Landstar System Inc. was one of the Jacksonville-based company stocks that benefited from Donald Trump’s election, surging over the last two months of the year to finish 2016 with a 45 percent net gain.
However, because of that big gain, Raymond James analyst Patrick Tyler Brown last week downgraded the trucking company from “market perform” to “underperform.”
The downgrade came in a report looking at the overall transportation industry after its post-election rally. Landstar’s downgrade was “mechanically based on our upside/downside case and not necessarily on any company-specific issues,” Brown said in the report.
“While we believe that Trump’s plans could spur better economic growth in the future, looking at the transport stocks today, we surmise that much of this optimism is ‘in the stocks’ at this point,” he said.
“While much hubbub has been made of Trump’s pro-growth agenda items (tax reform, infrastructure, etc.) and we do believe that said policies could accelerate economic growth, in a more near-term time frame, given the track record of Washington, we simply do not see this as a very likely outcome in 2017,” he said.
Landstar is now at the bottom of Brown’s rankings, but only from a stock potential point of view.
“We remain impressed by Landstar’s financial returns, cash flow generation, and unique, agent-based model, but with Landstar’s valuation towards an all-time high, we simply believe Landstar has the least favorable risk/reward skew in our transport coverage,” he said.
Dick’s Wings owner gets new president
One of Arc Group Inc.’s largest investors is taking on an executive role with the company, which franchises the Dick’s Wings & Grill restaurant chain.
Seenu Kasturi last week was named president and chief financial officer, as well as chairman of the board. Richard Akam continues as CEO.
Kasturi is a restaurant industry veteran who owned 13.8 percent of ARC Group’s stock, according to a recent Securities and Exchange Commission filing. He is also a franchisee of Dick’s Wings, owning six of the chain’s 24 restaurants.
“He brings extensive financial, transactional and strategic experience to our team and will play a critical role as we continue to grow and diversify our business. As our largest franchisee, Seenu has acquired a deep knowledge of our business. This, combined with his substantial background in the restaurant industry, make him more than qualified to take on the roles of president and CFO,” Akam said in a news release.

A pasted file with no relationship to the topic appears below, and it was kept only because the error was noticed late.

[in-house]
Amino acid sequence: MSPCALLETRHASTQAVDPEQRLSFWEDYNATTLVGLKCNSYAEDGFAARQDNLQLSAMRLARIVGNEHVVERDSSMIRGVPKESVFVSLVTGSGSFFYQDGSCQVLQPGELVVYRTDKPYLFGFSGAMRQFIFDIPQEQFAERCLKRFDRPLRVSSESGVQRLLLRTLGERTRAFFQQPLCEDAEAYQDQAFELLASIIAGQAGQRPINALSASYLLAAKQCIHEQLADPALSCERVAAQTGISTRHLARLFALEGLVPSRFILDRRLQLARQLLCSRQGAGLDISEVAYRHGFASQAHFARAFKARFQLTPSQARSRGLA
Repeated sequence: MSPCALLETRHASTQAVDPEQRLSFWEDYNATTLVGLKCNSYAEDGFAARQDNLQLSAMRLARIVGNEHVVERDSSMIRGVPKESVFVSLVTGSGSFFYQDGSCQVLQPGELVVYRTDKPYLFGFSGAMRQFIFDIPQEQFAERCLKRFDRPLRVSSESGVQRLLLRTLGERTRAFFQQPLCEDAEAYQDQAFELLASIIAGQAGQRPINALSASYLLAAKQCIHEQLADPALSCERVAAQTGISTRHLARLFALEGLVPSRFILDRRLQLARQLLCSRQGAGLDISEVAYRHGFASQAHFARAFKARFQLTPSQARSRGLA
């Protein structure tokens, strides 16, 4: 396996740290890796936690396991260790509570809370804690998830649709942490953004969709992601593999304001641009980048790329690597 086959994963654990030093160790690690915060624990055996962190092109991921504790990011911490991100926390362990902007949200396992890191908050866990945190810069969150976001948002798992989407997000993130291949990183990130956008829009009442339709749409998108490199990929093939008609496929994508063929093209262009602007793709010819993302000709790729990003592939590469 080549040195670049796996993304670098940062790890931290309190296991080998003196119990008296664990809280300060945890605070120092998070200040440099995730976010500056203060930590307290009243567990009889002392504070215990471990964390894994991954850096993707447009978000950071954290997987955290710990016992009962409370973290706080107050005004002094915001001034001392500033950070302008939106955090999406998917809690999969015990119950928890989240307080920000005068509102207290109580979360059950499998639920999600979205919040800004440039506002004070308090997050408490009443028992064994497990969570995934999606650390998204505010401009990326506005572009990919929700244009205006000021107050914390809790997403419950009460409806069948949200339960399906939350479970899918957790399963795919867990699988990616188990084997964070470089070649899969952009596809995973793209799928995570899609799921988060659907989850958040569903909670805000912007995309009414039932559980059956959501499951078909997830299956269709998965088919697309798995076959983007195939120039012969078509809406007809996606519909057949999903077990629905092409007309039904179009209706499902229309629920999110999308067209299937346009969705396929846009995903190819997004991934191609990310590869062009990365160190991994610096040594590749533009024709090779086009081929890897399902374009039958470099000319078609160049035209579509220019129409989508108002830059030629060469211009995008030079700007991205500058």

ARC Group is headquartered in Louisiana but its corporate office is in Jacksonville.
McKesson paying $150 million fine
The U.S. Justice Department last week announced a record $150 million fine levied against McKesson Corp. related to pharmaceutical drug distribution, but the issues did not involve the company’s operations acquired from Jacksonville-based PSS World Medical Inc. in 2013.
The Justice Department said the fine was related to distribution of controlled substances from 2009 to 2013 and the penalties also included suspension of sales of those substances from distribution centers in Colorado, Michigan, Ohio and Florida.
While the announcement did not specify the cities, a McKesson SEC filing in 2015 said the Florida warehouse is in Lakeland.
The settlement was agreed upon in April 2015 and finalized last week. San Francisco-based McKesson said last week it has been working to improve its distribution procedures.
“We continue to significantly enhance the procedures and safeguards across our distribution network to help curtail prescription drug diversion while ensuring patient access to needed medications,” CEO John H. Hammergren said in a news release.
PSS was a homegrown Jacksonville company that grew into a nationwide distributor of medical supplies to physician offices.
McKesson, which provides a wider range of services to the health care industry, bought PSS for $2.1 billion.
Regency sets Feb. 24 date for merger vote
Regency Centers Corp. and Equity One Inc. have scheduled separate special meetings of their stockholders for Feb. 24 to vote on their proposed merger, according to an updated proxy statement.
The two shopping center developers, which specialize in grocery-anchored centers, hope to complete the merger during the first quarter or early in the second quarter.
The merged company will remain headquartered in Jacksonville and run by Regency’s current management.